PETERBOROUGH, NH- Following a successful run at the Monadnock Center for History and Culture, an exhibit on the long tradition of country dance and music of the Monadnock Region is now travelling to two new venues in the state. Gents Bow, Ladies Know How: Traditional Dance and Music, 1750 – Today, is now on view at the New Hampshire State Library in Concord through November 25. The State Library, located at 20 Park Street, is open Monday– Friday, 8 AM to 4:30 PM. The exhibit is free and open to the public.
This winter the exhibit will travel to the Milne Library at the University of New Hampshire in Durham where it will be on display during the Ralph Page Legacy Weekend. The Page Legacy Weekend is held each January to honor the 20th century caller, musician, and dance historian who was instrumental in preserving and revitalizing the country dance tradition in New Hampshire and throughout the United States. Gents Bow, Ladies Know How will remain on display at the Milne Library through the spring semester.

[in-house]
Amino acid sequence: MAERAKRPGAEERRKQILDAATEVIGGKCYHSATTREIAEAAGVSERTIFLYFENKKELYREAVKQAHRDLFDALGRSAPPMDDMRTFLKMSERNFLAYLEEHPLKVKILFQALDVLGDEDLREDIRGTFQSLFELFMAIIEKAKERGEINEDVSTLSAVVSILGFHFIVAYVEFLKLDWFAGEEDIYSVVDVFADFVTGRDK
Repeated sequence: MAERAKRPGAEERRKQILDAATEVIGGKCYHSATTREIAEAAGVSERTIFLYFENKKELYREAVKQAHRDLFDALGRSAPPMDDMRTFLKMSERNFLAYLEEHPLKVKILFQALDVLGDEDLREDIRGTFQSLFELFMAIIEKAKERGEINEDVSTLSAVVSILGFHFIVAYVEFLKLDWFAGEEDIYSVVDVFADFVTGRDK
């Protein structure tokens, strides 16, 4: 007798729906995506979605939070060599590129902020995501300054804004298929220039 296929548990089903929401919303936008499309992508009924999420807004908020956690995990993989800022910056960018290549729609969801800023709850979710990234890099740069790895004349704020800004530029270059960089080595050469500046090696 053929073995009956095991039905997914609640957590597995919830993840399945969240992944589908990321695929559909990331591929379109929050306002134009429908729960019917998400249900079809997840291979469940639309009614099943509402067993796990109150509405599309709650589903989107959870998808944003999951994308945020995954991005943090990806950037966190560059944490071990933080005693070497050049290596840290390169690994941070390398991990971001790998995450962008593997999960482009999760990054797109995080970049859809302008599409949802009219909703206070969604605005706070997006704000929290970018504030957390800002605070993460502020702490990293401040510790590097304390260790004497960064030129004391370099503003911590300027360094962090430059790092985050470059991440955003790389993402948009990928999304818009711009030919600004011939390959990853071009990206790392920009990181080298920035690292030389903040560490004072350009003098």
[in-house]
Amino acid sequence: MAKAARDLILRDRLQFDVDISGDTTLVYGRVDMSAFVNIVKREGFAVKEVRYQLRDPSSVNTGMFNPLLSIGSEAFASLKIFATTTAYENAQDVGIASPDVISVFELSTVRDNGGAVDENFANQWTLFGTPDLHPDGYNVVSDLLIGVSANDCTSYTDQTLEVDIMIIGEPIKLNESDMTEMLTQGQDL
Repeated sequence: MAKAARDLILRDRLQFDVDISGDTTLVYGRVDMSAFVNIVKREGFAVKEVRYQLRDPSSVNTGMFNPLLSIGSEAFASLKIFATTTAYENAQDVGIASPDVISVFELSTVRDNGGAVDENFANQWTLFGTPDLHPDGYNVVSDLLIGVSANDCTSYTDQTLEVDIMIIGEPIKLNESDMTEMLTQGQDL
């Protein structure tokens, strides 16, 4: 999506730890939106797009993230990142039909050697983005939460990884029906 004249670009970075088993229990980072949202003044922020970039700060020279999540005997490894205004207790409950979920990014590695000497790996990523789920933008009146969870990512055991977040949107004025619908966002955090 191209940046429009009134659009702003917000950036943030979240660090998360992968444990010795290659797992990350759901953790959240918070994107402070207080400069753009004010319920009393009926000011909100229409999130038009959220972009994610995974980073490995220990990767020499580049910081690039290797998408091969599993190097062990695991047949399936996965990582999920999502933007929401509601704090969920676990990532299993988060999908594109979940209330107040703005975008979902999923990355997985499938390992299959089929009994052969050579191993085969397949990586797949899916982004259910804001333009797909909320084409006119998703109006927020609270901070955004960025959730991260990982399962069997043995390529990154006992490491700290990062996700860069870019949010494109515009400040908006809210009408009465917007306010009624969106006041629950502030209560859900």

The exhibit traces the long history of traditional dance and music in New Hampshire, especially in the Monadnock region from Colonial times to the present. These dances were primarily contra and square dances, done to traditional Celtic and English music performed on fiddle and piano. The Monadnock region of New Hampshire is one of the few places in the United States where these dances have been done continuously since the 1700s.The exhibit features artifacts, documents, instruments, photographs, and audio recordings.
This exhibit was researched and produced by the Monadnock Folklore Society and the Monadnock Center for History Culture with support from the NH State Council on the Arts and sponsorship support from Animal Care Clinic Monadnock. The Monadnock Folklore Society promotes traditional dance and music in the Monadnock Region through dances, concerts, and educational outreach. For more information visit Monadnockfolk.org. The Monadnock Center for History and Culture is a community museum and cultural center in downtown Peterborough. To learn more about the Monadnock Center, visit MonadnockCenter.org.